President Obama's National Strategy for Trusted Identities in Cyberspace report, which outlines how the government will work with the private sector to develop a new approach to Internet security, could have a strong impact on health information exchange in the long run. But the 45-page document makes it clear that will take years to develop the new "identity ecosystem" the White House is seeking to protect consumers from identity theft and fraud on the Web.
Initially, the government will develop an implementation roadmap that "identifies and assigns responsibility for actions that [it] can perform itself or by which [it] can facilitate private-sector efforts."
In addition, the Administration will establish a National Program Office for coordinating the private/public effort. The NPO will be "hosted" in the Department of Commerce and report to the President through the Secretary of Commerce.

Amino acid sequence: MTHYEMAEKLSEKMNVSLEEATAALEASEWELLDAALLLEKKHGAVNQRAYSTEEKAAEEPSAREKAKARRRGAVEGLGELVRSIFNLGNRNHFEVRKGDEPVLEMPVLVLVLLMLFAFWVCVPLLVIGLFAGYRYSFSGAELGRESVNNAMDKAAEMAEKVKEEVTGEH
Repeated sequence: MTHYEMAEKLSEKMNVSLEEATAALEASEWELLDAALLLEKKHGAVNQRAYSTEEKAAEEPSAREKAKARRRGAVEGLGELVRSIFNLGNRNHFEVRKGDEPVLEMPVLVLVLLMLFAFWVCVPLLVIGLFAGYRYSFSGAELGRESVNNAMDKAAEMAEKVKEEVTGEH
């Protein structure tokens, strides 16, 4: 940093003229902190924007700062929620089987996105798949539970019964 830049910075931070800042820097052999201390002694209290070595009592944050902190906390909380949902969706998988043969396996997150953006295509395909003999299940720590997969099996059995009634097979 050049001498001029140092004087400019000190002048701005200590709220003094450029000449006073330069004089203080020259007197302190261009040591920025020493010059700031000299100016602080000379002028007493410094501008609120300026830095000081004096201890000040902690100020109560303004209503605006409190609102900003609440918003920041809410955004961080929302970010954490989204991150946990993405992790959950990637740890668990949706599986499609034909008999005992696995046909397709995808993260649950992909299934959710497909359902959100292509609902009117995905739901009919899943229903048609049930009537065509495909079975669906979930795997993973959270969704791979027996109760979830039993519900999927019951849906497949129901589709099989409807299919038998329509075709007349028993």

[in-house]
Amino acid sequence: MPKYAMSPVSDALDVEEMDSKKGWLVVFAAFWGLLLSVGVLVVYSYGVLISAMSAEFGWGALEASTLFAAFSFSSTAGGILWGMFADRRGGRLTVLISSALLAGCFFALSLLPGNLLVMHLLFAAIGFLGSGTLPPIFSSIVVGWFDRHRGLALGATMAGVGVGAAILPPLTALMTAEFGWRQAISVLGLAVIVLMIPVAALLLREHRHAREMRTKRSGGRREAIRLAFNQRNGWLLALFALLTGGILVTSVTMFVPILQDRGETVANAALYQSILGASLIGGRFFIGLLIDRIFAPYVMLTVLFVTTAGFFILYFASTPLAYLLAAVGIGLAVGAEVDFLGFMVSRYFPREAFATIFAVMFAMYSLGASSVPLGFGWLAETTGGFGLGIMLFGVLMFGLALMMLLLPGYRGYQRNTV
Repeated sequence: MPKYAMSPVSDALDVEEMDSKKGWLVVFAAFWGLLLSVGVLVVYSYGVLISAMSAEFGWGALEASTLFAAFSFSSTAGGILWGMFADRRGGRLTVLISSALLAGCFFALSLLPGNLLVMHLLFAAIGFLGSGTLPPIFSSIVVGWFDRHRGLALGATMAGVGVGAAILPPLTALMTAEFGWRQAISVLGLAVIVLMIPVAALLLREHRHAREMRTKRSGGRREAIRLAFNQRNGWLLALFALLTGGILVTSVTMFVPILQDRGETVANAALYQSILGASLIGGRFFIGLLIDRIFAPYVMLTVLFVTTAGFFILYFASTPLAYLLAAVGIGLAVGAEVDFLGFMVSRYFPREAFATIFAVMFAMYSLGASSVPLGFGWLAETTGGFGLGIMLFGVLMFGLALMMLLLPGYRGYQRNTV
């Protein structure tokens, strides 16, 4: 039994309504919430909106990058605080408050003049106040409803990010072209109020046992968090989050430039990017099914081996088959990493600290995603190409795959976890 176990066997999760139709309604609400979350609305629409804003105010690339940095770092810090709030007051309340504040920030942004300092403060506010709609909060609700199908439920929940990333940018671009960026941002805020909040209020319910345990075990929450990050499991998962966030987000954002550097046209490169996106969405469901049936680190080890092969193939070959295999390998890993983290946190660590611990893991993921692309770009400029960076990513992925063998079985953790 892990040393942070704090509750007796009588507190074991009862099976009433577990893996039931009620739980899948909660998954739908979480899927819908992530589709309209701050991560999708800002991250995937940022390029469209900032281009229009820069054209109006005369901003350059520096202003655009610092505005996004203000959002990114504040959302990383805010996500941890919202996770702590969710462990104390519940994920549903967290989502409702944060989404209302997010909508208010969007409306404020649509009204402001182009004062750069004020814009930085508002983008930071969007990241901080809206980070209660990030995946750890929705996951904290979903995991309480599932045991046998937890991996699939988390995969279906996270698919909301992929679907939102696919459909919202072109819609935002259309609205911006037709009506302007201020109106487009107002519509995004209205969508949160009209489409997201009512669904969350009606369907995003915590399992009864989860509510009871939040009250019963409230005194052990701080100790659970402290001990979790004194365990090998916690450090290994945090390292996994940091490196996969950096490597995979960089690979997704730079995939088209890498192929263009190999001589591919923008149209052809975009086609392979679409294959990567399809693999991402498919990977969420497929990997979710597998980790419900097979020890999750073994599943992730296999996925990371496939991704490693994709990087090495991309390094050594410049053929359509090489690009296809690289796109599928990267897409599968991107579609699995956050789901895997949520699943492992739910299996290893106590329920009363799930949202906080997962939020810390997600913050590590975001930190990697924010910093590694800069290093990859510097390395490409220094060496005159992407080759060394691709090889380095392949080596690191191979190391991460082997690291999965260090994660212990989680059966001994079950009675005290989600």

No details were given of the technologies that might be employed in this identity ecosystem. But the report gives an example of a consumer inserting a "smart card" into a computer and using the credentials on it to "run" online errands, including banking, shopping, and accessing a personal health record (PHR). An official told Bloomberg News that thumb drives or smartphone applications might also be used.
Considering the plethora of issues that privacy advocates have raised with regard to patient portals, PHRs and health information exchanges, a secure digital patient identity should be welcome to providers. It might also help patients assemble information from disparate sources for their PHRs.
Two bills on patient privacy were recently introduced in Congress. Sens. John Kerry (D-Mass.) and John McCain (R.-Ariz.) debuted a commercial privacy bill to protect consumers against the unauthorized collection, use, and dissemination of their personal information. And Rep. Cliff Sterns (R.-Fla.) rolled out a measure that would require companies to establish privacy policies regarding the collection, sale and use of consumer information and make it easy for patients to access those policies.